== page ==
Jill Stein’s Green Party Madness: John Oliver’s Secret Corruption, Trump is Less Scary, Vaccine Dangers

By Bo Gardiner  [Excerpts.  The complete article was published at Patheos on 10/23/2016.]

Green Party presidential candidate Jill Stein continued her march into absurdity this week, and her claims are worth responding to with facts.

Exposing Big Satire

On Friday, Stein and her party announced that the global corporate conspiracy extends beyond the likes of Big Pharma and into the venerable world of political satire, launching an expose of popular left-wing comedian and TV host John Oliver, who picked apart her policy ideas during a recent segment on Last Week Tonight. She posted this meme on Facebook accusing the former Daily Show star of “secret connections to corporate corruption”:

JohnOliverSteinOliver had criticized her statements on vaccines and portrayed her mechanism for eliminating student debt as unworkable. The meme links to her campaign site, where the “rebuttal” is all ad hominem and no fact, complaining that Oliver’s satirical critique was a “demeaning,” “bitterly sarcastic rant.” So a politician regularly demeans those who don’t support her in bitter, sarcastic rants, but demands immunity from such criticism from the public?

Stein’s campaign then takes the very, very low road of seeking to destroy Oliver by accusing him of being dirty, by definition, due to his income… an income progressives gladly provide him for his brilliant nightly takedown of the right. Finally, and most absurdly, a national presidential campaign lowers itself by blaming declining donations on a comedian and with Trump-like juvenile whining:
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Green Party Was Unashamed To Openly Prefer Bush in 2000, or To Openly Prefer Trump Now

By Bo Gardiner  [Excerpts.  The complete article was published at Patheos on 10/20/2016.]

It’s a nearly forgotten yet proven fact that in the 2000 presidential race, Green Party candidate Ralph Nader openly expressed a preference for George W. Bush in the White House over Al Gore.

eatd7riIt should be no surprise, then, that the Greens’ current presidential and VP candidates, Jill Stein and Ajamu Baraka, have begun expressing their preference for a Donald Trump victory. Last week on C-SPAN, Stein said:
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There Was Nothing Wrong with Richard Dawkins’ Tweet That “Islam Needs a Feminist Revolution”

[Excerpts from my post at The Friendly Atheist]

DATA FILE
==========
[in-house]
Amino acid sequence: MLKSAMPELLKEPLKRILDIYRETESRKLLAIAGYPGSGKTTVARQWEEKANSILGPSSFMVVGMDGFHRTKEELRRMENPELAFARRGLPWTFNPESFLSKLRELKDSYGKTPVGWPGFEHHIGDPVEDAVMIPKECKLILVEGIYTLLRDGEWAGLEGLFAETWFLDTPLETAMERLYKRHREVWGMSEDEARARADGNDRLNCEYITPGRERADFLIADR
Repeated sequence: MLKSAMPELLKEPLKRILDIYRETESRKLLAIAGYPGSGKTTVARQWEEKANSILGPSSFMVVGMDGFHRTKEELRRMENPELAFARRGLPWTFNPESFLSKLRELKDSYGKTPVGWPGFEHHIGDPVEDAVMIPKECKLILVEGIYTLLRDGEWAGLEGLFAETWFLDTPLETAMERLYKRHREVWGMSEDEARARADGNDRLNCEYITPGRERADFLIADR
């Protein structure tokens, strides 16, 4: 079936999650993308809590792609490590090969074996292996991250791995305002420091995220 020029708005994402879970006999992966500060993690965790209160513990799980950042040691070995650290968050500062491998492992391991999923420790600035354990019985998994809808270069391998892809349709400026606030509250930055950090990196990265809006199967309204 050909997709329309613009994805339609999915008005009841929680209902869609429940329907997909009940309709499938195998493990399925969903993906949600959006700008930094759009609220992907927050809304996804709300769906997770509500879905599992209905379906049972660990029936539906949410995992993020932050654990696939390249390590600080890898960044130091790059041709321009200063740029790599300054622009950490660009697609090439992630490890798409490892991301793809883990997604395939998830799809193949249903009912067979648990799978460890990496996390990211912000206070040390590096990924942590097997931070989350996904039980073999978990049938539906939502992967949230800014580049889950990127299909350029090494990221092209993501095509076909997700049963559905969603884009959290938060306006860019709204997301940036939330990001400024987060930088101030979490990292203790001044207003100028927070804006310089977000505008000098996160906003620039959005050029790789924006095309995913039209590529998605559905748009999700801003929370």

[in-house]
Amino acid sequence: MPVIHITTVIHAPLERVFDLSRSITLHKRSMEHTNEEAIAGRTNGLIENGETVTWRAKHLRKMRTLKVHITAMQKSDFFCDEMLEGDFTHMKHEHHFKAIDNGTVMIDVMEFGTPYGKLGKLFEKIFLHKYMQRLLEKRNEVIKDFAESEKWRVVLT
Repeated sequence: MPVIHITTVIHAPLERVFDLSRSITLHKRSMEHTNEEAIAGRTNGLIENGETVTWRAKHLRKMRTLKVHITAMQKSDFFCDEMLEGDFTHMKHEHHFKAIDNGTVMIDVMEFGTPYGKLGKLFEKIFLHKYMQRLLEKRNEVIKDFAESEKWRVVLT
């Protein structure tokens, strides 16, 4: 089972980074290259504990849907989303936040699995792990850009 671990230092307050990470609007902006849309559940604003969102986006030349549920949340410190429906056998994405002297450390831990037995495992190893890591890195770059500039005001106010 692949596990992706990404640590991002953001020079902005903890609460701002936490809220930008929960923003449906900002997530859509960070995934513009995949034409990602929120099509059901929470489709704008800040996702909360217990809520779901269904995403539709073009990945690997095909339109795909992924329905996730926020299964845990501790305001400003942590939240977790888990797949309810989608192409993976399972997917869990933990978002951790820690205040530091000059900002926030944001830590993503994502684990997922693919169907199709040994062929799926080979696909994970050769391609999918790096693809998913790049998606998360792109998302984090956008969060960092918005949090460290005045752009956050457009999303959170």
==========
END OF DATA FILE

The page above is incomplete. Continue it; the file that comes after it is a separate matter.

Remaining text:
By Bo Gardiner

I’ve disagreed with Richard Dawkins before on his insensitivity to women, feminism, and majority privilege. Some of it he’s apologized for, so I’d like to think we’re starting to be heard. I know all too well from environmental campaigns the importance of acknowledging our successes.

And thus, I part with my fellow Friendly Atheist contributor Lauren Nelson in her recent post, which struck out scathingly at Dawkins for the following single tweet:

There is nothing wrong with those words.  The question deserves answers, not attacks.

Lauren wrote:

It’s not unusual for renowned atheist Richard Dawkins to rub people of faith the wrong way. It’s not unheard of for him to get on the bad side of feminists. But it’s not every day that he pisses off the intersection of the two groups. But this week, with a series of tweets, that’s exactly what Dawkins did.

He started the hullabaloo off with this humdinger:  “Islam needs a feminist revolution. It will be hard. What can we do to help?”

When I first saw her headline — “Richard Dawkins Fails Spectacularly on Feminism and Islam” — I sighed and thought “Oh dear, what has he said now?” But when I arrived at his tweet, I kept scanning, looking for the bad part. I couldn’t believe it when I realized that was it. The entire article was a critique on those 15 words, and, in my opinion, it didn’t advance feminist goals, progressive goals, or Humanist goals.

Let’s work through her tally of problems with it.

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How Christians Think They Can Convert Atheists… According to WikiHow

[Excerpts from my guest post at The Friendly Atheist.]

You learn a lot about campaigns when you read their strategy memos. WikiHow contributors have put together a page on How to Persuade an Atheist to Become Christian, and it’s probably a little more revealing than they intended.

So while I’ve taken the small liberty of providing a helpful title for each step, here are Christian WikiHow authors’ actual instructions for how to convert an atheist: